Little Miss SunshineLittle Miss Sunshine

Directors Valerie Faris and Jonathan Dayton, and writer Michael Arndt appeared on Fresh Air on February 5th, 2007 to discuss their filmLittle Miss Sunshine.

I really enjoyed this bittersweet film which could be an Oscar winner this month. Nominated for 4 Oscars, Best Writing, Original Screenplay, Best Performance by an Actress in a Supporting Role, Best Performance by an Actor in a Supporting Role and biggest of all Best Motion Picture of the Year. I think it’s down to this film or The Queen for best picture award.

The Library has in addition to its regular collection of copies of this film a number of copies of the movie that are rented by the week for only $1.00 on a first come basis. Each branch Library has a rental collection of extremely popular books and DVD's known as Zoom Lends.

It's an enjoyable film, serious yet quite funny at times. Although the movie is about a little girl’s quest to win a beauty contest the movie is rated R and not appropriate for children.

For once -- an intelligent take on Valentines

Linguist and author Geoffrey Nunberg brightened the airwaves on Valentines Day with an NPR radio commentary about changes in personal communication. Amid way too much Feb. 14 schmaltz, what fun to hear this guy talk about the history of Valentines, including that many now arrive by telephone or e-mail – but some still arrive by old-fashioned snail mail. Listening to him made me want to read his new book Talking Right: How conservatives turned liberalism into a tax-raising, latte-drinking, sushi-eating, Volvo-driving, New York times-reading, body-piercing, Hollywood-loving, left-wing freak show.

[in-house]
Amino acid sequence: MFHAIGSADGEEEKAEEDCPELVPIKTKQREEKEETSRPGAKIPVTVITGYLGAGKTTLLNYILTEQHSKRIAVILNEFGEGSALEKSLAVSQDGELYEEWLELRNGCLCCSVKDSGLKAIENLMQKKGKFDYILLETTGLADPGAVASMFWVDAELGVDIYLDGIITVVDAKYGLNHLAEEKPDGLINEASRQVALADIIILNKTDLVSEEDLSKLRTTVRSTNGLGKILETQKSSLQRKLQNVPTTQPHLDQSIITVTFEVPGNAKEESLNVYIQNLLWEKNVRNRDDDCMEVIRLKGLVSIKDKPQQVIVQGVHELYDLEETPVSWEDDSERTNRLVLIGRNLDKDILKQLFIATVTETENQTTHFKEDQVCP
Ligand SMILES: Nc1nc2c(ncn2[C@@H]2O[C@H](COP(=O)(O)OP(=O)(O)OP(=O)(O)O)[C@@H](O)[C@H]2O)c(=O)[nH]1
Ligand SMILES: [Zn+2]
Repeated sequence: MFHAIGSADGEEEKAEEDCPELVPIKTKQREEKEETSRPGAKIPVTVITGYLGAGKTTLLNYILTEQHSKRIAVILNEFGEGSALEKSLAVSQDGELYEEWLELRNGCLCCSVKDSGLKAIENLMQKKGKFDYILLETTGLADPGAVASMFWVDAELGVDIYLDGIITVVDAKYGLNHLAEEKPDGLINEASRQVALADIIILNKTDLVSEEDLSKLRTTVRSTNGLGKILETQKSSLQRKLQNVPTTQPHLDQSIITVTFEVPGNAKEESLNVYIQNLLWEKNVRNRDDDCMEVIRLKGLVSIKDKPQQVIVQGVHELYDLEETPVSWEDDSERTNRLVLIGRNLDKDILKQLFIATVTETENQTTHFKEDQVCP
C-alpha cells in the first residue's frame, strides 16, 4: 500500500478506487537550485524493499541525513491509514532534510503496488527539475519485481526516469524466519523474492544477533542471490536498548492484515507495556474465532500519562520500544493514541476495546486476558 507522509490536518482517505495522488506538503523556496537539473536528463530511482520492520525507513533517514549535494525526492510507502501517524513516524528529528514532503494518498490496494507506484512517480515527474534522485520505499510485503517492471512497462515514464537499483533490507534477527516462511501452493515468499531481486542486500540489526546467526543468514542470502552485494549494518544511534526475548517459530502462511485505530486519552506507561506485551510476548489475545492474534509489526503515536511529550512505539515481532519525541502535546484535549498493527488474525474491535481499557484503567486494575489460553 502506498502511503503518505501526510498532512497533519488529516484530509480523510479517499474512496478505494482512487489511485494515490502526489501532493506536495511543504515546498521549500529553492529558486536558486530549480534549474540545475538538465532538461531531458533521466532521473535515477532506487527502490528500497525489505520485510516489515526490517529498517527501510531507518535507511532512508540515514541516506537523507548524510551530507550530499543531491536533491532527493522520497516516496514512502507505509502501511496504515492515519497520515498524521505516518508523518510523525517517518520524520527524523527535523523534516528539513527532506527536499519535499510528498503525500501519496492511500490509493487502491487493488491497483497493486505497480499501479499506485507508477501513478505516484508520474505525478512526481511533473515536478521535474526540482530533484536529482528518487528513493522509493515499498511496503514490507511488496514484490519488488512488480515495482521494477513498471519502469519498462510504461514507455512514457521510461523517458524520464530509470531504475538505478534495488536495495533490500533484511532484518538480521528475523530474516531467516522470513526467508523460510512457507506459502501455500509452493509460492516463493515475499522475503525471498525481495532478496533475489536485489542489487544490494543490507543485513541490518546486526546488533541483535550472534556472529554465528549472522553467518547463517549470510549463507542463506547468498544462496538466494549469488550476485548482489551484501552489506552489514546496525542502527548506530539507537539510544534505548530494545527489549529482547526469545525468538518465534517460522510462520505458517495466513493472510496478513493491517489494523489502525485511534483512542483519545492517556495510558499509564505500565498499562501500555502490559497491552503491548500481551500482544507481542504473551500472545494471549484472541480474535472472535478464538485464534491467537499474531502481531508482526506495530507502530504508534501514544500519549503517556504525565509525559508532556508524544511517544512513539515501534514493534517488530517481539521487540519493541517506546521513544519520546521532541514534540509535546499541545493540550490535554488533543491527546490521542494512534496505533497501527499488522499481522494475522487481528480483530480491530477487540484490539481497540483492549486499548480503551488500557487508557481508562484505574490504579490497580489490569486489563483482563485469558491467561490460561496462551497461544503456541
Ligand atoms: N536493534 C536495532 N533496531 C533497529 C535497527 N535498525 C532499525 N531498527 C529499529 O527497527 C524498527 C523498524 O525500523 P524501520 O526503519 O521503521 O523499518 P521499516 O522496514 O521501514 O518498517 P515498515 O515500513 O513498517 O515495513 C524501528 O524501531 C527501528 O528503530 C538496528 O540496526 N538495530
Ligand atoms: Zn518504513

New Fiction Titles on the New York Times Best Sellers List (2/11/07)

Jim Harrison is the cover story this week. This Michigan author's latest critically acclaimed novel, Returning to Earth, celebrates his lusty appetite for life.

At #4 is White Lies by Jayne Ann Krentz: "Two members of the Arcane Society, dedicated to paranormal research, investigate a series of murders and foil a plot to take over the society."

At #5 is The Castle in the Forest by Norman Mailer: " An imagined life of the young Adolf Hitler."

At #15 is Lords of the North by Bernard Cornwell: "In this third volume of the Saxon Tales, set in the late ninth century, a Saxon warrior is betrayed by a Danish ally and joins forces with King Alfred."